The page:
Bone grafting allows new bone to grow that can repair inadequate bone structure due to previous extractions, gum disease or injuries.

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How Does It Work?

Over time, once teeth are removed or lost, the jawbone associated with missing teeth atrophies (begins to resorb and shrink). This often results in poor quantity and quality of bone. If the jawbone has resorbed severely, the placement of dental implants is not possible.

There are surgical procedures that give us the ability to improve the quantity of bone available. This gives patients the opportunity to have dental implants placed that are of proper length and width. Our surgeons can provide you with a number of different options to have the bone graft completed.

Types of Bone Grafts

Your body has many sites that can lend bone to build up your jaws. Our surgeons can harvest the bone from your hip (iliac crest), mandible (behind the molar teeth), tibia (shin) or skull (cranium). Apart from the mandible, these surgeries are usually carried out in an operating room and may require a hospital stay. The benefit of utilizing your own bone is the risks for disease transmission are minimized, and the risk of rejection/infection is reduced because we are using healthy, living bone cells as opposed to bottled bone powder. The bone is anchored to your jaw bone with the use of mini-screws and allowed to heal for several months. Once matured, the dental implants are placed and the mini screws are removed.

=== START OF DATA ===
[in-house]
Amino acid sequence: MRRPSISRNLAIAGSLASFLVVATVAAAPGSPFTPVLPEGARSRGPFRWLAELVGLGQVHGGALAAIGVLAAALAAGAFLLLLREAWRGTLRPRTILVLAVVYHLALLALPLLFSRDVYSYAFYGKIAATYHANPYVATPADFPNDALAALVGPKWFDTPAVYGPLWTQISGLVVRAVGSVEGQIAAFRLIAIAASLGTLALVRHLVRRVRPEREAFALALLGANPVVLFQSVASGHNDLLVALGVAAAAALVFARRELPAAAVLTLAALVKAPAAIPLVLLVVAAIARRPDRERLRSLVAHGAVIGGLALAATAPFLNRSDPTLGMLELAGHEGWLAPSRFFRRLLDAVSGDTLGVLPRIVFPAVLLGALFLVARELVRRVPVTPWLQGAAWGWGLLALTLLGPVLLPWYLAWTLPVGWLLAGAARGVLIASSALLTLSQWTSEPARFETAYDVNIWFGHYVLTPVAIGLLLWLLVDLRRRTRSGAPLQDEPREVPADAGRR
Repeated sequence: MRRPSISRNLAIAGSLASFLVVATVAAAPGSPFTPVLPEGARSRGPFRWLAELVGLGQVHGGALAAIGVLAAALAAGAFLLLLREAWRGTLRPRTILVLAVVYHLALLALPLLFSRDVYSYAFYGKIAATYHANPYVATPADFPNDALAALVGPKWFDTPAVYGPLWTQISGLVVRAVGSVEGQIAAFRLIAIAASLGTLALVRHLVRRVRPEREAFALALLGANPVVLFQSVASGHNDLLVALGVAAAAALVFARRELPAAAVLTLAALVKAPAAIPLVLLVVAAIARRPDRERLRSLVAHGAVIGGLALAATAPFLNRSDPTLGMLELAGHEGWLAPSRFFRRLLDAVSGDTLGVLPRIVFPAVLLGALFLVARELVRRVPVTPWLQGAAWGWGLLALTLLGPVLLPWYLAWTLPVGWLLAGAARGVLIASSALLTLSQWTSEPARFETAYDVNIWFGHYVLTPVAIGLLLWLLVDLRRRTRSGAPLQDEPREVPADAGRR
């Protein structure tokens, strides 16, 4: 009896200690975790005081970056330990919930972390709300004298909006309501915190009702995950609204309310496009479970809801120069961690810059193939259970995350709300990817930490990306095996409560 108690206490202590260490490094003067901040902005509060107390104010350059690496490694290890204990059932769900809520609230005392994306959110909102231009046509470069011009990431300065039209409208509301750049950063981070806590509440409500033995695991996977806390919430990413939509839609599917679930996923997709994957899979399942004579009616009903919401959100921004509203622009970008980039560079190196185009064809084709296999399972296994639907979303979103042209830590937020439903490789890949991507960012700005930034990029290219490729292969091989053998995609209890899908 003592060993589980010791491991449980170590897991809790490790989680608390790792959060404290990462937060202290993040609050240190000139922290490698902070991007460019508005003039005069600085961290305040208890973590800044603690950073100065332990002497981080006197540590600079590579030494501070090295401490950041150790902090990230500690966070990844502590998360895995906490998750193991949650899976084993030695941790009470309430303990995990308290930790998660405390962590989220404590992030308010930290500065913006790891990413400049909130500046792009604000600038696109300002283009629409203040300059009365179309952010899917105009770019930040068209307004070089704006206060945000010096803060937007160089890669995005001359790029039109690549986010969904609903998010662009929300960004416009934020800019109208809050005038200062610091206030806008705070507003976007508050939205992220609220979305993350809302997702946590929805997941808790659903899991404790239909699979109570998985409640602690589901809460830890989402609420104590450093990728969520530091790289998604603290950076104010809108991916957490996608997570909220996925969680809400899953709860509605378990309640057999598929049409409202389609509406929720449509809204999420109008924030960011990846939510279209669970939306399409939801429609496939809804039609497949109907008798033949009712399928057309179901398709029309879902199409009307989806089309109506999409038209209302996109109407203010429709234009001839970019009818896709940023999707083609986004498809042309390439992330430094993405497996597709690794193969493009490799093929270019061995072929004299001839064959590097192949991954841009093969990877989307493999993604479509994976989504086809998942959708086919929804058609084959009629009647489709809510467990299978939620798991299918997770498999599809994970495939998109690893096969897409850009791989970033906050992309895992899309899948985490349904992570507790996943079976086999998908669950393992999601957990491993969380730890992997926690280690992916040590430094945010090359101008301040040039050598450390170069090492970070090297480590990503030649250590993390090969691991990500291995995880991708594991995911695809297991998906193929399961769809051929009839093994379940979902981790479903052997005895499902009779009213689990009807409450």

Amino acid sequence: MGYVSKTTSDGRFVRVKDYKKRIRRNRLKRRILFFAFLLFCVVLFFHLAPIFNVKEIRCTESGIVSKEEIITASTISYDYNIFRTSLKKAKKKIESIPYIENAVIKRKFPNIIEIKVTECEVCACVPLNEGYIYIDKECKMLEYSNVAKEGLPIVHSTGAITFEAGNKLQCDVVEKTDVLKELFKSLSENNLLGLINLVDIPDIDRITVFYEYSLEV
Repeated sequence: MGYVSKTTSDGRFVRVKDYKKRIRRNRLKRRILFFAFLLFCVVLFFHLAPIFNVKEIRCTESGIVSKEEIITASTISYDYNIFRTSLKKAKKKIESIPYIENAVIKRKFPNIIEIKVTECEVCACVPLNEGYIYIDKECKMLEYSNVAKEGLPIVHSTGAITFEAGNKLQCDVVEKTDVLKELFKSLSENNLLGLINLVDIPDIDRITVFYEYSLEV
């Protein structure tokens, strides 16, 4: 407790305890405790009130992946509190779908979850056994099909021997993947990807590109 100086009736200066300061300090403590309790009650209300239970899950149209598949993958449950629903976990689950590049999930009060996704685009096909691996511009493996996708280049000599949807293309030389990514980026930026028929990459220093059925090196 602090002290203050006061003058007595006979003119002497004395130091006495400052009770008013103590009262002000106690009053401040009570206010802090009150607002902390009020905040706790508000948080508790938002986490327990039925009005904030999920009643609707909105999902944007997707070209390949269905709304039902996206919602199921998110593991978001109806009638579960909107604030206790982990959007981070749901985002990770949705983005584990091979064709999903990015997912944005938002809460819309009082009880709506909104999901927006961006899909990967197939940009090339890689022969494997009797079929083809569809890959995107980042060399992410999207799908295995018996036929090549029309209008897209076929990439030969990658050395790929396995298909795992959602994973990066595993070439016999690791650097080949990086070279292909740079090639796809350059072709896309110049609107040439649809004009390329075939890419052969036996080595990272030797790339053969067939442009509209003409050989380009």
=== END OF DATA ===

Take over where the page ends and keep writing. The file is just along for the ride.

The thought of an operation for bone grafting can be daunting. but Dr. Scherle Our surgeons will explain all aspects of the procedure, and what type of bone grafting would be the most appropriate. Thankfully it is rare to require grafting that would require a hospital stay.

These surgeries are very technical and can only be performed by oral and maxillofacial surgeons

Bone Substitutes

There are many other choices when it comes to bone grafting including the use of processed bone substitutes. These options are provided as small bone chips in sterile bottles. They can be from animals (such as cows) or from certified cadaver banks (human). The advantage of them is there is no need for a second surgical site, and the result achieved can often be very comparable to using your own bone when used appropriately.

Sinus Augmentation (Sinus Lift)

The maxillary air sinuses are behind your cheek bones between your eye socket and your top jaw. These sinuses are empty hollows with nothing in them. Some roots of upper teeth extend into the air sinus which is completely normal if the teeth are healthy. If the upper teeth require removal, there is often a thin shell of bone separating the sinus from the mouth and on occasion a physical hole or tunnel can be caused just from a dental extraction. When the bone is this thin, dental implant placement is impossible without bone grafting.

The solution is a procedure called a sinus lift. Our surgeons can lift the thin membrane that lines the maxillary sinus with specialized instruments then pack bone graft material between the membrane and bone.

After several months of healing, the bone becomes part of the jaw and dental implants can be inserted and stabilized.

If enough bone between the upper jaw ridge and bottom of the sinus is available to stabilize the implant well, sinus augmentations and implant placement can be performed simultaneously. If not enough bone is available, the sinus bone graft will have to be performed first then allowed to heal for several months. Once the graft has matured, the implants can be placed.